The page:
3. Chiang, C. T., Chiu, T. W., Jong, Y. S., Chen, G. Y., & Kuo, C. D. (2010). The effect of ice water ingestion on autonomic modulation in healthy subjects.Clinical Autonomic Research20(6), 375-380.
  4. Oliveira, T. P., Ferreira, R. B., Mattos, R. A., Silva, J. P., & Lima, J. R. P. (2011). Influence of water intake on post-exercise heart rate variability recovery.Journal of Exercise Physiology Online.

Why Assess the ANS?

I just finished watching a presentation by Andy O’Brien entitled “Modern Concepts in Program Design – A Systematic Approach to Individualization”. Andy O’Brien works with elite athletes including NHL star Syndey Crosby. His presentation is 28 minutes long and is truly worth watching if you work with athletes. After listening to his talk, you’ll understand why he works with such high level athletes. I’d also like to add that this is yet another great free resource put out by John Berardi and his team at PN. I have no problem endorsing a company that continually puts out top notch information for free. The thoughts in this post are inspired from the ideas and concepts discussed by Andy O’Brien.

In his presentation, Coach O’Brien essentially views program design as problem solving. Naturally, the first step in designing a program is assessing the athlete. An assessment allows us to form a needs analysis and determine limiting factors that impede progression.

An example was provided of a weight loss client who wanted to lose X amount of fat in time for a wedding. After the trainer decided that diet was not the limiting factor, emphasis was placed on increasing calorie expenditure. What would appear to be a very effective program for improving body composition was prescribed (resistance training, aerobic and anaerobic conditioning, plus a thermogenic supplement). The results however were quite surprising. The client in fact gained fat after several weeks. The reason? Incorrect identification of the limiting factor.

It turns out that the client had a significant ANS imbalance of sympathetic predominance. Even before the exercise program, the nature of her work and lifestyle was highly stressful. Adding intense exercise 5 days/week only further increased this imbalance resulting in unfavorable hormonal responses and poor adaptation to the program.

O’Brien mentions a related study by Messina et al. (2012) entitled “Enhanced parasympathetic activity of sportive women is paradoxically associated to enhanced resting energy expenditure”. Unfortunately I do not have access to this text at the moment but here is an excerpt from the abstract; “These findings demonstrate that resting energy expenditure is higher in the athletes than in sedentary women, despite the augmented parasympathetic activity that is usually related to lower energy expenditure.”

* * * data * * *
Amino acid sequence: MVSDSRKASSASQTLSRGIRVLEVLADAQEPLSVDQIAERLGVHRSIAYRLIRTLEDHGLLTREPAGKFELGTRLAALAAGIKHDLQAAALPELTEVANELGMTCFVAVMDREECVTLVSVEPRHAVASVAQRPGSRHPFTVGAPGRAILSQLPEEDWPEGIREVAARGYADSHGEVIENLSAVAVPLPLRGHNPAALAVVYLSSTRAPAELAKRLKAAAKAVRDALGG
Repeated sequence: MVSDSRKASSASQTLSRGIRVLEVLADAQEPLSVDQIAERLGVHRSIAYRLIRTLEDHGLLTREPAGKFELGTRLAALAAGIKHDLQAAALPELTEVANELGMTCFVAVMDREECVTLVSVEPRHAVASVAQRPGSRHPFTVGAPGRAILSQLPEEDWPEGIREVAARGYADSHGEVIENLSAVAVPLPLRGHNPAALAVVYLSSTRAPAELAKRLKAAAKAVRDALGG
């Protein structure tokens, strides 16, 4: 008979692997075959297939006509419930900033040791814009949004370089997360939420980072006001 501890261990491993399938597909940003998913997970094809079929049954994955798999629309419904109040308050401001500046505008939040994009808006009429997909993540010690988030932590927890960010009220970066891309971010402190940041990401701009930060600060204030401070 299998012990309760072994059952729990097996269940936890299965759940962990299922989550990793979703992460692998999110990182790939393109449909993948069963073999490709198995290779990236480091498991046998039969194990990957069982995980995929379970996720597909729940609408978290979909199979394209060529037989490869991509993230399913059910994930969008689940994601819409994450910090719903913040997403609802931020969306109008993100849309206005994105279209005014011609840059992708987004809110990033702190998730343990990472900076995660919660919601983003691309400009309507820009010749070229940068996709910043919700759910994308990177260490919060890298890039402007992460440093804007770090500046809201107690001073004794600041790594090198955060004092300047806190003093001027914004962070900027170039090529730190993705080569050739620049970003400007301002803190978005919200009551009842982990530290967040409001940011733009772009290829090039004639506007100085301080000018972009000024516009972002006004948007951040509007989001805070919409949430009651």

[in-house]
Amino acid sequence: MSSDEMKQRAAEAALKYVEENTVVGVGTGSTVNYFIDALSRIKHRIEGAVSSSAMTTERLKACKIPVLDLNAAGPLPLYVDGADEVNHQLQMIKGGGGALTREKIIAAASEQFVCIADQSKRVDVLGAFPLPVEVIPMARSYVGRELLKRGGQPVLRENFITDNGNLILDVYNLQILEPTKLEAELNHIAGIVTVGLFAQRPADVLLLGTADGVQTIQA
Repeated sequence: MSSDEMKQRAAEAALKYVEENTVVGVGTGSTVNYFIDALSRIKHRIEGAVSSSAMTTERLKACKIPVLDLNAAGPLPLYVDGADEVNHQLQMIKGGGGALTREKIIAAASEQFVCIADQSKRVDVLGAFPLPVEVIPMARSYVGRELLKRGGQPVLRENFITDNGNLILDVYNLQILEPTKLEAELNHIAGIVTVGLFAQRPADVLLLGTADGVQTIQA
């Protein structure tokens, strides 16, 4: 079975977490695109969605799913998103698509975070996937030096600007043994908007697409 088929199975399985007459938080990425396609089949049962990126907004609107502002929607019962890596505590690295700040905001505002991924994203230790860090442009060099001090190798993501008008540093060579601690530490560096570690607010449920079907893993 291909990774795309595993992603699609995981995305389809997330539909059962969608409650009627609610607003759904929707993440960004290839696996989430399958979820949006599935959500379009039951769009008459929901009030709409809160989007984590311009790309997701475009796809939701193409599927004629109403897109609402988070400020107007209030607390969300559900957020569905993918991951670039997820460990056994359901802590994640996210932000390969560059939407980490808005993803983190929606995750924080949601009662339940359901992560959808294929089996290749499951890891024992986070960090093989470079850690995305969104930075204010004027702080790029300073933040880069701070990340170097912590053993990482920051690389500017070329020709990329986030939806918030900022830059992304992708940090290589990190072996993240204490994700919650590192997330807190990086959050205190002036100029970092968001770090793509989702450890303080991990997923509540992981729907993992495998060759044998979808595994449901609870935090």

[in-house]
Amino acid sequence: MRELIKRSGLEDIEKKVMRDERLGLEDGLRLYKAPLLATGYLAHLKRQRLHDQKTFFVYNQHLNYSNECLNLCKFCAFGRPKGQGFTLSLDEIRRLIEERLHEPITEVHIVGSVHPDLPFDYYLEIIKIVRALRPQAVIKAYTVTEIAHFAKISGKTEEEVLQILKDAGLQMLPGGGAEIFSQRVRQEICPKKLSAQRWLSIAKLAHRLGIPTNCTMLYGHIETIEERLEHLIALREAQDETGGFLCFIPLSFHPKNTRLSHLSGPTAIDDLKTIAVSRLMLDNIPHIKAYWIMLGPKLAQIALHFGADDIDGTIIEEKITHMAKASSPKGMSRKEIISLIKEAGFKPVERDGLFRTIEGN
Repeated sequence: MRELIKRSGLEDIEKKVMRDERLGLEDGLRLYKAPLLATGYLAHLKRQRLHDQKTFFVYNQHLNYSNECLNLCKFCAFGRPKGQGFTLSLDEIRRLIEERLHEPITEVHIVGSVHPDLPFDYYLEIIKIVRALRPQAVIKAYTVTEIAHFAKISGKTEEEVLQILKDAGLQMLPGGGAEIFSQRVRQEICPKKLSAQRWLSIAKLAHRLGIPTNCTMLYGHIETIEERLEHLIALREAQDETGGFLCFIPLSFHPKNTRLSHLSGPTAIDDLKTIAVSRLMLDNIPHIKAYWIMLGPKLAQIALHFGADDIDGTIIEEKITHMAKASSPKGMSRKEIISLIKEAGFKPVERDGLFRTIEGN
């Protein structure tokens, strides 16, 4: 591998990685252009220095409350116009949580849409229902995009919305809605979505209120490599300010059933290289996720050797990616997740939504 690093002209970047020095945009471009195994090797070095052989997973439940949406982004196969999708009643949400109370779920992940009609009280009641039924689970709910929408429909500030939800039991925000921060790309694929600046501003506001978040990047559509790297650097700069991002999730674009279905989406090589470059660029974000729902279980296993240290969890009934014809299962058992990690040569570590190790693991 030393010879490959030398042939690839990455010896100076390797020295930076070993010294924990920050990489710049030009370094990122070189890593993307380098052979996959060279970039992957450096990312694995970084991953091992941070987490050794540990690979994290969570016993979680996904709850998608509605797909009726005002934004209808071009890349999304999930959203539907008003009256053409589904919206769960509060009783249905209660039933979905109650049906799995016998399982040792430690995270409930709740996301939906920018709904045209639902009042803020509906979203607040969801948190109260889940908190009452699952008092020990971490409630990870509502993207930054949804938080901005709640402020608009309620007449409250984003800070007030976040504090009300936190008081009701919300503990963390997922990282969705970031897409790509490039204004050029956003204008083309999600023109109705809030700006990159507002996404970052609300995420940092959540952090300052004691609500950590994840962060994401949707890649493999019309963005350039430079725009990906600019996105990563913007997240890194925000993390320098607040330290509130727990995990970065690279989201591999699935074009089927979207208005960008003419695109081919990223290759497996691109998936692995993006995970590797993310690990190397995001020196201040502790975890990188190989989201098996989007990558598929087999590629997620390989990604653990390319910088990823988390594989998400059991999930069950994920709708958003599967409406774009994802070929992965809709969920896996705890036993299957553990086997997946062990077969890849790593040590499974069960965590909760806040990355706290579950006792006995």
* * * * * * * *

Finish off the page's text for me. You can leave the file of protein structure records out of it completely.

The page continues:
This is one example of why it is important to assess the ANS. I think there are many folks who reject HRV as a useful metric in monitoring athletes or individuals. Perhaps this is because there is a misunderstanding of what the data is telling us or perhaps because interpretation of the data is difficult. Maybe it’s a compliance issue. Regardless, in my opinion, an objective measure of ANS status requires at the very least, periodic assessment for several reasons.

We measure strength, power, body comp, etc. yet ignore one major component of the body that largely acts as a moderator in training response and adaptation. HRV is likely the cheapest and most efficient non-invasive tool we can use to acquire ANS information.

To be clear, I’m not saying that HRV is first in the hierarchy of assessment (if one exists). I’m merely saying that the ANS plays a huge role in our health and performance and requires monitoring and assessing just as much as performance and body composition. How can we rule it out as a limiting factor if we don’t consider it at all?

If you’re not assessing (the ANS), you’re guessing

“If you’re not assessing, you’re guessing” is a phrase often used by strength and conditioning professionals to explain the importance of movement assessment prior to exercise prescription. Prescribing a program that doesn’t consider the athlete’s movement ability (or lack thereof) can end up causing problems.Essentially, you would be guessing that your exercise prescription is helpful when in fact it could be exacerbating a problem. I wholeheartedly agree with this. However this article has nothing to do with movement assessment. This was just my way of illustrating what my next point is.